Moreover, the concept of the museum as an arena which is the meeting point for high culture and popular culture, museum and community, as a place of the imaginary and the imagination, capable of generating and welcoming different forms of representation (both real and hypothetical, critical and narrative), lies at the center of the new works created for Madre’s collection by Marisa Albanese (the Madre reinterpreted as paper architecture, corresponding to its publications, dispersed and identified with its own neighborhood) and by the American artist David Robbins (author of a TV program for the Madre, invited to emerge from itself to encounter the public’s imagination). To these works is added the imaginative universe of RC Theatrum, a theater-museum that houses all knowledge, by Vettor Pisani, and a new body of cinematographic works by Gianfranco Baruchello, with the Madre establishing a collection of his works in the course of the various chapters of Per_forming a collection, a veritable retrospective of his pioneering videos and films.

As already happened during the two previous events comprising this project, in this case the works again occupy not just the galleries on the second floor but invade the whole architecture of the ancient Donnaregina convent, to define an experience of the museum as a living organism, made up of not only physical space but also of social relations and symbolic stories, to be recounted as a possibility to be reconfigured: Per_forming a collection (Intermezzo) in this way reaffirms the “narrative” and “purposeful” vocation behind the construction of the Madre’s collection. Also on this occasion each work is the subject of an in-depth monographic entry, through which the public can trace both the main lines of research and the history of each artist’s work in the collection.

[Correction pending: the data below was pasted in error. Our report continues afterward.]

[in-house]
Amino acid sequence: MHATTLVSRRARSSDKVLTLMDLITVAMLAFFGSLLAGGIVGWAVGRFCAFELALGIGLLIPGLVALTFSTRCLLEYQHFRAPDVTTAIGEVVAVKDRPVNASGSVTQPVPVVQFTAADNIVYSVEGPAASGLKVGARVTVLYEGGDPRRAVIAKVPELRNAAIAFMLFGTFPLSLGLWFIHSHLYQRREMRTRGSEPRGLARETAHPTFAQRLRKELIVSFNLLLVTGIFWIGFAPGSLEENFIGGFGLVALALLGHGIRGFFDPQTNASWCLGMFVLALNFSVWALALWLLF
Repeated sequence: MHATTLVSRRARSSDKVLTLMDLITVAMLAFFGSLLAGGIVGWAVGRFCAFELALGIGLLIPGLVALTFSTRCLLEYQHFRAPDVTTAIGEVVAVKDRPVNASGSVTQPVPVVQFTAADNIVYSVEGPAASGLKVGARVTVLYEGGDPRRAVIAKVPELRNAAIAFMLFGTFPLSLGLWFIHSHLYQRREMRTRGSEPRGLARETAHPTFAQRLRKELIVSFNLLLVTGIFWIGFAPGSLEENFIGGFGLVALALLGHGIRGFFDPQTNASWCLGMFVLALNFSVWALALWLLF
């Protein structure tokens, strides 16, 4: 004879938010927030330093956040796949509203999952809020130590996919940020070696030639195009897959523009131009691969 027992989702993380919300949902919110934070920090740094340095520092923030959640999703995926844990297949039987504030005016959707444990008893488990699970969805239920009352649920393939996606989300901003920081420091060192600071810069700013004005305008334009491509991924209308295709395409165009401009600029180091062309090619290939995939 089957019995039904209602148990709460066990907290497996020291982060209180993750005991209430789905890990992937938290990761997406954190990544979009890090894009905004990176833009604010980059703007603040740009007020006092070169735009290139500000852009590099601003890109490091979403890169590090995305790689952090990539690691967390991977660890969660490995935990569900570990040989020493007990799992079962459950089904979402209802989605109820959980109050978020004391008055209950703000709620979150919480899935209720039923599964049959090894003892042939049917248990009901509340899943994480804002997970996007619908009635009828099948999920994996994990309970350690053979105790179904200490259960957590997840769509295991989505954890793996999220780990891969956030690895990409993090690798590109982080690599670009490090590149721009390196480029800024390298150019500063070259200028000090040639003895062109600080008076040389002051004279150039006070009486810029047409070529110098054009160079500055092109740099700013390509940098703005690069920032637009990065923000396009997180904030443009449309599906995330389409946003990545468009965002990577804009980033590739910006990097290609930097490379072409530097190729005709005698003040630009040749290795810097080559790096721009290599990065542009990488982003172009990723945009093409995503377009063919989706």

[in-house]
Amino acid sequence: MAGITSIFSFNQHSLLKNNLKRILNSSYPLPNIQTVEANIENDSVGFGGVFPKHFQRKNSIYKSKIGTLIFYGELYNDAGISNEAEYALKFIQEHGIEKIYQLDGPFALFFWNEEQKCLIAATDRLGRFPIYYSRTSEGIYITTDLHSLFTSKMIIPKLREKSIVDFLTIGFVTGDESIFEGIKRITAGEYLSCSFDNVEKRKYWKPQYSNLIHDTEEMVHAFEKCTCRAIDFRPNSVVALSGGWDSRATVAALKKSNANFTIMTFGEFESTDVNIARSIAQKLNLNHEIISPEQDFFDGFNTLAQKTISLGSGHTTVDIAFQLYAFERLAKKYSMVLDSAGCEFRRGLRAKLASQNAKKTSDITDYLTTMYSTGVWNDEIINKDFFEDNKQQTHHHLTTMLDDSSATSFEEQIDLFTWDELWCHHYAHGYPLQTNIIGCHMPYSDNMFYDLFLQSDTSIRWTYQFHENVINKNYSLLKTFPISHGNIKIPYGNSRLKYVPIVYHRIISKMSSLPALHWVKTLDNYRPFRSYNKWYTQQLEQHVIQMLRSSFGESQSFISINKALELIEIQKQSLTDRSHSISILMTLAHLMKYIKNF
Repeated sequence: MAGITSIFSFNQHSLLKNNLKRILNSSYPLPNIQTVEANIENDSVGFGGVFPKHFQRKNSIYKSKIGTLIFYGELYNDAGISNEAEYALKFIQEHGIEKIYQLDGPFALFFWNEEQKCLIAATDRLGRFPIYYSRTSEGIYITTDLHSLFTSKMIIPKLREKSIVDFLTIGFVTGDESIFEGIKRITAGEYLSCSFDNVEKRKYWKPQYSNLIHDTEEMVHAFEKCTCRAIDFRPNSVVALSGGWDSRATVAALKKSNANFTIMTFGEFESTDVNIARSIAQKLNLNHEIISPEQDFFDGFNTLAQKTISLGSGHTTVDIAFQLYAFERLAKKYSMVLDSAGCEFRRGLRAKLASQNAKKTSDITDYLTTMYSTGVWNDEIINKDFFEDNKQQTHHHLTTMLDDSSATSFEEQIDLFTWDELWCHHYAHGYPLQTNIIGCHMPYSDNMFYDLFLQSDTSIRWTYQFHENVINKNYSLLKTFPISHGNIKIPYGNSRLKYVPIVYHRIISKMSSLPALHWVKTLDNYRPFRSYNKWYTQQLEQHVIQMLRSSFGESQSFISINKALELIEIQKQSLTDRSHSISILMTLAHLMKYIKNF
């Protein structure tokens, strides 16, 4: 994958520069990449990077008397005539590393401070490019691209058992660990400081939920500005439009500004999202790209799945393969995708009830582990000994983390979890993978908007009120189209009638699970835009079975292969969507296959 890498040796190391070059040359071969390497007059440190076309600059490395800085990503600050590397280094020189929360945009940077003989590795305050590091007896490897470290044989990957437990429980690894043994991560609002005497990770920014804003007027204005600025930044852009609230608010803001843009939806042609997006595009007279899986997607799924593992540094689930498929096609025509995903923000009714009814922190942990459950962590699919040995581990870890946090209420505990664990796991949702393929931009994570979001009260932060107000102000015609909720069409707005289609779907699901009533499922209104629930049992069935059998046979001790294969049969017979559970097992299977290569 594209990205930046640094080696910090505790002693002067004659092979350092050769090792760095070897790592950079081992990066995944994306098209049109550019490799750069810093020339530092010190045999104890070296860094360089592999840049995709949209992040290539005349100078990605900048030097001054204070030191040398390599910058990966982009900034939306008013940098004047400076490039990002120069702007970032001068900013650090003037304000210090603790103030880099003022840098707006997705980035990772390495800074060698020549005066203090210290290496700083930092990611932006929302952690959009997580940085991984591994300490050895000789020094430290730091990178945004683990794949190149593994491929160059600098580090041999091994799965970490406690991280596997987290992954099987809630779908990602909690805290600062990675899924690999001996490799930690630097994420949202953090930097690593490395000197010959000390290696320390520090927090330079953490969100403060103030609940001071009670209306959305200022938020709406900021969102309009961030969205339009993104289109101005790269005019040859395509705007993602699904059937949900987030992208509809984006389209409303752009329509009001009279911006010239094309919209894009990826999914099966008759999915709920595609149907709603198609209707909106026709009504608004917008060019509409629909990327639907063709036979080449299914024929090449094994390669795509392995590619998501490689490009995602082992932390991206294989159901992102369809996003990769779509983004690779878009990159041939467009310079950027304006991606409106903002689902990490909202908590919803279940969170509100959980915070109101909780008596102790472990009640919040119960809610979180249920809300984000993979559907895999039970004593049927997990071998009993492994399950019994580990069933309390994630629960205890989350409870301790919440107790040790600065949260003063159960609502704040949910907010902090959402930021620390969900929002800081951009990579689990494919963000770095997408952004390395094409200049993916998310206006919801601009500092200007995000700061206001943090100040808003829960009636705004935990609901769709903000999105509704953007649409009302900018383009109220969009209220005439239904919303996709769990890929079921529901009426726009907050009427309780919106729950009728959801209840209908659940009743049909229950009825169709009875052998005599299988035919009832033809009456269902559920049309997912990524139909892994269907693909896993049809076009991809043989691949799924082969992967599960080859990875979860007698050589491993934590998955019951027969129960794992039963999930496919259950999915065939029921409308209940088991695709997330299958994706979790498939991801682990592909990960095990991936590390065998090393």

On the occasion of Per_forming a collection (Intermezzo), Madre invited American artist David Robbins to produce, as a reflection on the museum collection topic, a TV show with actors from Neapolitan theater groups — a far cry from the usual artistic statements and museum projects about the dominant structure of entertainment culture. In his TV FAMILY, 2014, curated by Andrea Viliani, Robbins has applied the “power of an institution of high culture to produce pop culture that the pop culture system isn’t making.” Working this way, Robbins repositions the museum’s function while at the same time imbuing entertainment with the ambitions he wishes it to have. In TV FAMILY Robbins generates a fascinating hybrid that combines art’s experimentalism with entertainment’s accessibility, an approach he terms “high entertainment,” made possible by the current digital revolution as well as by the adoption of a wider idea of what museums could achieve in our contemporary media field to implicate and resonate with audiences at large. As a TV show frequently has an accompanying theme song, Robbins thought an art exhibition featuring a TV show should get a cool, cleanly produced, catchy, and accessible pop song too. Recorded with musicians in Milwaukee, Theme Song For An Exhibition is a natural step in Robbins’s 30-year career of cross-pollinating the art and entertainment contexts, initiated in his seminal work Talent (1986). To share this concept and thereby undertake an open, communal experiment in concept-art distribution, the artist and Madre museum invited an international array of art institutions to participate in launching from June 13 the song project via a groundbreaking experiment in inter-institutional cooperation: ARC/Musée d’Art Moderne de la Ville de Paris, Paris; Boston Center for the Arts, BostonCentre d’Art Contemporain, GenèveKunsthal Charlottenborg, CopenhagenContemporary Arts Museum, HoustonIKON Gallery, BirminghamMOCAtv, Los Angeles; Museu de Arte Contemporânea de Serralves, Porto; Museum of Contemporary Art, ChicagoSerpentine Gallery, London and WIELS-Contemporary Art Centre, Brussels (list in progress).